Chennai poets join campaign against gender-based violence and show solidarity with survivors | News Bharat

A poetry reading was organized by The Prajnya Trust in collaboration with Mockingbirds poetry collective on 2nd December.

What does it mean to stand in solidarity with survivors of gender-based violence or sit in silence? That’s the question five poets tried to answer in two hours at a poetry reading session organized by Chennai-based non-profit organization The Prajnya Trust, which works towards gender equality and peace education.

From body politics to domestic violence, from religious identity to trans rights, from the politics of love to an attack on everyday sexism, the five poets who were part of the cast explored a range of themes at a poetry reading held on Friday 2 December . , as part of the organization’s 16-day campaign against gender-based violence. Some poets have also noted that some of their works are based on the basic theme of “the personal is political”. 2022 marks the 12th edition of the campaign.

Apart from popular names like writers Kutti Revathi, K Srilata and Vatsala, the event featured poets like Aaliyah Banu and Manushi Bharathi, who have embarked on their own poetic journeys in recent years. In her work, Aaliyah shared her experiences as a Muslim woman and performance poet, reflecting on the intersectionality of feminism and her own identity, among other topics. “You see, white women’s feminism is different, no one is fighting for a woman who wants to keep her hijab. Here’s a song for every time I said, at least she wasn’t killed,” said 22-year-old Aaliyah, an English literature student, during an appearance at the event.

“I picture myself dying on the road, with a gun on my shoulders, surrounded by people who don’t know how to help me. Their hands: numb. But they won’t call the rescuers, because maybe they don’t want to. Because someone told them I was no longer an Indian. They are retracing my ancestry to see if I have any Indian blood in me,” went the lines from Aaliyah’s second installment.

When asked by the audience about her decision to embrace her Muslim identity in her songs, Aaliyah quipped, “When people look at me, the first thing they notice is that I’m a Muslim wearing a hijab, and it becomes my identity. And this is also my identity,” he says. Aaliyah says she understands the risks that come with the current political climate, but she doesn’t shy away from voicing her opinions.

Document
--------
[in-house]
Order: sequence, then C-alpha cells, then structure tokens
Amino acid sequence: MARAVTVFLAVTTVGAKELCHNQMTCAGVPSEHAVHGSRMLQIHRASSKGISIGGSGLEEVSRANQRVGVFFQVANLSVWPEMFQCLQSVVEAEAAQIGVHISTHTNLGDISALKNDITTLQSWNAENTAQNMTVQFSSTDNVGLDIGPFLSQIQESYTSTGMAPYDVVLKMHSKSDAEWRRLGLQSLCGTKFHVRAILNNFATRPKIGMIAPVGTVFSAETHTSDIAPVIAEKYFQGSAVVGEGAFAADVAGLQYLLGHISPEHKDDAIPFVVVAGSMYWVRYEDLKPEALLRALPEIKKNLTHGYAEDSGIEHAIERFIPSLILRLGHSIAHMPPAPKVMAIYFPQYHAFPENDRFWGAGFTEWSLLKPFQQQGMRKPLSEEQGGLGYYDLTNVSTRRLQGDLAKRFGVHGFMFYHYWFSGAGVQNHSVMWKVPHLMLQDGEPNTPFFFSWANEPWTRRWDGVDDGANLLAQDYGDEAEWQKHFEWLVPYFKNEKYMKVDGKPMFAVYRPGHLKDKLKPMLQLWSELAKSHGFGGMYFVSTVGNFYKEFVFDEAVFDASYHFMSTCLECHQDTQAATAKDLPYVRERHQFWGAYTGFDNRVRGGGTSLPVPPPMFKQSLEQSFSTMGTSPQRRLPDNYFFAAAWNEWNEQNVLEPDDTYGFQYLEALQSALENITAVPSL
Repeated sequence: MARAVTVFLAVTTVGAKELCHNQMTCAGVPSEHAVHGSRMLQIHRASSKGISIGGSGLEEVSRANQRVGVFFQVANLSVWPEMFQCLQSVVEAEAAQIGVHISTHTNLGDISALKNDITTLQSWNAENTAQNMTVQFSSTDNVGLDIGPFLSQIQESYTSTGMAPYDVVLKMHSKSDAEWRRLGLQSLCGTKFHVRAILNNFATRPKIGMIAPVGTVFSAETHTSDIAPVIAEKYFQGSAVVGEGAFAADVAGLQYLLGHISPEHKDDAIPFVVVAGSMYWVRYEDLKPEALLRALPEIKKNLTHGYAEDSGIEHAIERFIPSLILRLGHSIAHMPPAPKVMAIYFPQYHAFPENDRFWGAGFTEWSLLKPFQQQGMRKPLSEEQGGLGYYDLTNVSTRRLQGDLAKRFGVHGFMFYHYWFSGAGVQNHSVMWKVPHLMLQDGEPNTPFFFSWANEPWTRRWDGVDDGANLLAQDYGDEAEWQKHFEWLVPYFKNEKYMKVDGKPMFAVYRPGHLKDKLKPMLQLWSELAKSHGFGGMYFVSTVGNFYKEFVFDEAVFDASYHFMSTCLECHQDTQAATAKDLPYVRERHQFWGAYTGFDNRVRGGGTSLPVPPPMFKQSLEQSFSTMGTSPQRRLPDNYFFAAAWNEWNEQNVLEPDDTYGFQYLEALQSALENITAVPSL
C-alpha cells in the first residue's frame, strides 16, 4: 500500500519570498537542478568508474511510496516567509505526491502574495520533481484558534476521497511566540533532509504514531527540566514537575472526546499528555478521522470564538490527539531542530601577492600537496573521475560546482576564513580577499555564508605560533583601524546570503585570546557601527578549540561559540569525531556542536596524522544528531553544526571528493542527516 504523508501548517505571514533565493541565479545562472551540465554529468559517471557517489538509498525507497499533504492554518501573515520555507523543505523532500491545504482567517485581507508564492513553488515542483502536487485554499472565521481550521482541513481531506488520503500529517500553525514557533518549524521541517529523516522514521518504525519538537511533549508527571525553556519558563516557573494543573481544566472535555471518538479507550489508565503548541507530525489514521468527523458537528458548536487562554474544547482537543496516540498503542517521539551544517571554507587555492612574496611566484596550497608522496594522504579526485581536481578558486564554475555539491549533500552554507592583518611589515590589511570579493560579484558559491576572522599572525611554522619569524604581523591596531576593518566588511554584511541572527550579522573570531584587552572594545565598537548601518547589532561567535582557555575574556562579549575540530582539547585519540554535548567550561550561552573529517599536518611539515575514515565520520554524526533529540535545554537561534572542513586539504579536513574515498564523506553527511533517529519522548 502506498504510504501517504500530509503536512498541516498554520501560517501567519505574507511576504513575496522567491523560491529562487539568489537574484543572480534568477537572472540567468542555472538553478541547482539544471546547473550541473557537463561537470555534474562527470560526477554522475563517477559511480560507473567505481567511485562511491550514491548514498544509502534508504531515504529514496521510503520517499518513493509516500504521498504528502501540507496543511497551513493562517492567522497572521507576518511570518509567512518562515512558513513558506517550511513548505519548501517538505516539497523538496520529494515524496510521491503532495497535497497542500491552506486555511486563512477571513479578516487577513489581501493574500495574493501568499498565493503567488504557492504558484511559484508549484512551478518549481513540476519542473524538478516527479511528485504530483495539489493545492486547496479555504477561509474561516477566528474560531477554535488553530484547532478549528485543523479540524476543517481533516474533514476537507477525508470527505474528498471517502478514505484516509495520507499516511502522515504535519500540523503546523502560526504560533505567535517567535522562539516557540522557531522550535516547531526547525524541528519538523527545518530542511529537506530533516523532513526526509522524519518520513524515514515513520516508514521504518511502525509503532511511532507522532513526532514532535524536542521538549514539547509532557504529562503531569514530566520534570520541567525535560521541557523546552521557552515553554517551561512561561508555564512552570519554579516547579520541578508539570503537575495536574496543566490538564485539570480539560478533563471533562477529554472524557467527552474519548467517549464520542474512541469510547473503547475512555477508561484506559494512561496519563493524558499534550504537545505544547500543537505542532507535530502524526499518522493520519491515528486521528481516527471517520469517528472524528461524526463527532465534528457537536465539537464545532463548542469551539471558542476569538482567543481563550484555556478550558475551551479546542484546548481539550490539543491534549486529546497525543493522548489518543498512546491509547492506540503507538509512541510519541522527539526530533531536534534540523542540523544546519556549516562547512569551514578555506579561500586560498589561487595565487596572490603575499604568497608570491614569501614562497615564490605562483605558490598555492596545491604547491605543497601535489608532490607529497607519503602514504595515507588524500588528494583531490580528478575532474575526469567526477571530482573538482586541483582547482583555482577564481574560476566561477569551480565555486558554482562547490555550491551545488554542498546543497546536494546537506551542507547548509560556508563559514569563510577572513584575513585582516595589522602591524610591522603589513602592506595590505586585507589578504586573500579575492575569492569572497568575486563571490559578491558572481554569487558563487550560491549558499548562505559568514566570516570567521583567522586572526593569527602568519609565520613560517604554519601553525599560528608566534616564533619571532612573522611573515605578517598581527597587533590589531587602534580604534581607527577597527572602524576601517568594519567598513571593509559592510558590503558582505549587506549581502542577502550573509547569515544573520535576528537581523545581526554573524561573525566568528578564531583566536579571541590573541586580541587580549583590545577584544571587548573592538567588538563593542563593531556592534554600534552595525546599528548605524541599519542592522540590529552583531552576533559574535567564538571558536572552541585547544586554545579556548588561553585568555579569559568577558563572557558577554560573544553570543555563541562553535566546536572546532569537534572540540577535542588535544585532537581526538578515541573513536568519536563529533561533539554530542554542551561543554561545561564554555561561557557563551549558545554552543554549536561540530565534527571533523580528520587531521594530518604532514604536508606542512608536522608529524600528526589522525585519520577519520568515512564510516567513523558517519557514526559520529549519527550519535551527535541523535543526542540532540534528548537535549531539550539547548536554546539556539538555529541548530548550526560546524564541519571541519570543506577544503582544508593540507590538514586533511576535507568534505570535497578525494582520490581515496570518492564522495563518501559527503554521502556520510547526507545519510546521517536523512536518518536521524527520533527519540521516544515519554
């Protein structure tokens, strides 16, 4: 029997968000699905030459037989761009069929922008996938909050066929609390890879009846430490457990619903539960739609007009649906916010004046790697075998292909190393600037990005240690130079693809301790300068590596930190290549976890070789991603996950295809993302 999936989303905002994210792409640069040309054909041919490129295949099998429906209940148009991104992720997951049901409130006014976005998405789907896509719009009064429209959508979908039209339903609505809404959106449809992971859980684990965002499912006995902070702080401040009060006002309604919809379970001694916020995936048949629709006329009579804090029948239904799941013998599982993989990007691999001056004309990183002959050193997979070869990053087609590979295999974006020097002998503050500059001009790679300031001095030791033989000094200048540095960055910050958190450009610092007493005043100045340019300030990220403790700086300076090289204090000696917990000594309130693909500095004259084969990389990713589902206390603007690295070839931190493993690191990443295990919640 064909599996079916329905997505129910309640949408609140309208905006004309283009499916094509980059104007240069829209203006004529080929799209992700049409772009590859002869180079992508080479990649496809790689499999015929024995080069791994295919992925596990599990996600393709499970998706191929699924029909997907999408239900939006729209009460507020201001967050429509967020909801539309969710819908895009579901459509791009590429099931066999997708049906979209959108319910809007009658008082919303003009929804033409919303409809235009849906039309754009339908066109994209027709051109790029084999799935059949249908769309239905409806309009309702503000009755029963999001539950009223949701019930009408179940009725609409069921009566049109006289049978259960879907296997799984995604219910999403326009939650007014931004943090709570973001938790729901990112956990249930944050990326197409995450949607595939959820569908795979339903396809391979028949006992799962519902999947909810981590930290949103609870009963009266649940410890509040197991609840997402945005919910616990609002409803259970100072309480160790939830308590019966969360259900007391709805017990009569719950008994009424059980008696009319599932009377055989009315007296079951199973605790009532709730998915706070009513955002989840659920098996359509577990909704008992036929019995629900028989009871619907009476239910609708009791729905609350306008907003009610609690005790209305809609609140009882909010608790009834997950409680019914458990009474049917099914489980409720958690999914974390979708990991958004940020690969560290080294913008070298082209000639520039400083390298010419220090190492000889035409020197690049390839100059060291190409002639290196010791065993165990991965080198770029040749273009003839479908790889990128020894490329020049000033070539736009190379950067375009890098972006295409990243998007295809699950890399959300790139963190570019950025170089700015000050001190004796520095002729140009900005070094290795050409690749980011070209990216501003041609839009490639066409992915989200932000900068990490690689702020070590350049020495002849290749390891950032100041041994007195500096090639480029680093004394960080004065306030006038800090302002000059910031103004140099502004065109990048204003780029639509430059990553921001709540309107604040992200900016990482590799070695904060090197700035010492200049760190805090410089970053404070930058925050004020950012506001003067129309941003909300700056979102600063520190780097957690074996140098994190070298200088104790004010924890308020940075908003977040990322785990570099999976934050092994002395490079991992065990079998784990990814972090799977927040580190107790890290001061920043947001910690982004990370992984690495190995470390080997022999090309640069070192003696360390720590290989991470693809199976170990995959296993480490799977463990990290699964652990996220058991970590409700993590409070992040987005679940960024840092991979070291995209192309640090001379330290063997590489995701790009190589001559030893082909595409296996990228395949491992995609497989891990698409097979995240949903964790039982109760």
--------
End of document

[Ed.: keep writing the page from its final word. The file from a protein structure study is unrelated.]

Popular Tamil lyricist and poet Kutti Revathi recited the lines in a poignant piece on honor killing titled “Trees of Our Land”: “Engal naatin marangalil, kulaigalai pol thonguvadharkendra, kaathalithargal pengalum aangalum. (Men and women loved each other, except that they are hung from the trees of our land like bunches of bananas).”

Kutti Revathi who penned lyrics from songs from movies like Aruvi and Marjanas well as the author of numerous poetry collections including Mulaigal, commented: “The performers really gave a panoramic view of women’s voices. Each story had a different perspective. Their parts were not only personal but also political. It was also interesting to see how the poets try to express their voice, because it is not easy to do.”

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The close reading event, attended by nearly 50 people, was organized by Prajnya in collaboration with Chennai-based poetry collective Mockingbirds, co-founded by theater artist and poet Michelle Ann James and the InKo Centre. Swarna Rajagopalan, Managing Trustee Prajnya and Michelle noticed that the poetry reading event was part of most annual campaigns. “Our aim is to encourage people to face the reality of violence and talk about it openly, without mincing words, without euphemism or any stigma. The most effective way to communicate is through art and poetry. They could give you pamphlets and handouts, but you wouldn’t read them. But it’s a journey that goes from the performers’ hearts to ours very effectively. We wanted people to come back, moved by the power of words and human emotions,” says Swarna.

Manushi Bharathi, recipient of the Yuva Puraskar Sahitya Akademi Award, who has been writing since 2008, is at the event. Children’s writer Manushi believes that stories have a great influence on children as they grow up and that if told with sensitivity, stories can go a long way in shaping and guiding children’s minds.

Writer and academician K Srilata and her mother Tamil writer Vatsala (80) were also in the lineup. Known for her poetry collections such as Suyam and Naan Yenn kavingar Aaga Villai, Vatsala says she started writing in her 50s. The writer, who in some works looks at family relationships through the lens of gender-based violence and sexism, says her poems were inspired not only by her experiences, but also by the evolving dialogue about feminism. “When I started writing, I didn’t read feminist theories, and yet women told me that they read my poems as a group. It reassured me that what I write also reflects the truth of other women around me,” she told TNM.

Her daughter Srilata, a fiction writer and academic,’s selection for the poetry reading session included some personal pieces and some commenting on the attack on the arrest of activists in the Bhima Koregaon case and the arrest of activist Natasha Narwal and her late father, activist Mahavir Narwal in 2020. In When asked about the attack on activists and the response from public intellectuals and academics, Srilata commented, “The only thing we can do is write to take a stand whenever we can. Sure, it’s terrifying, but we can’t choose not to speak up. We have a responsibility and we cannot live in a bubble.”

The 16-day Prajnya campaign, which includes online sessions with a handful of offline events, began on November 25 and will conclude on December 10.

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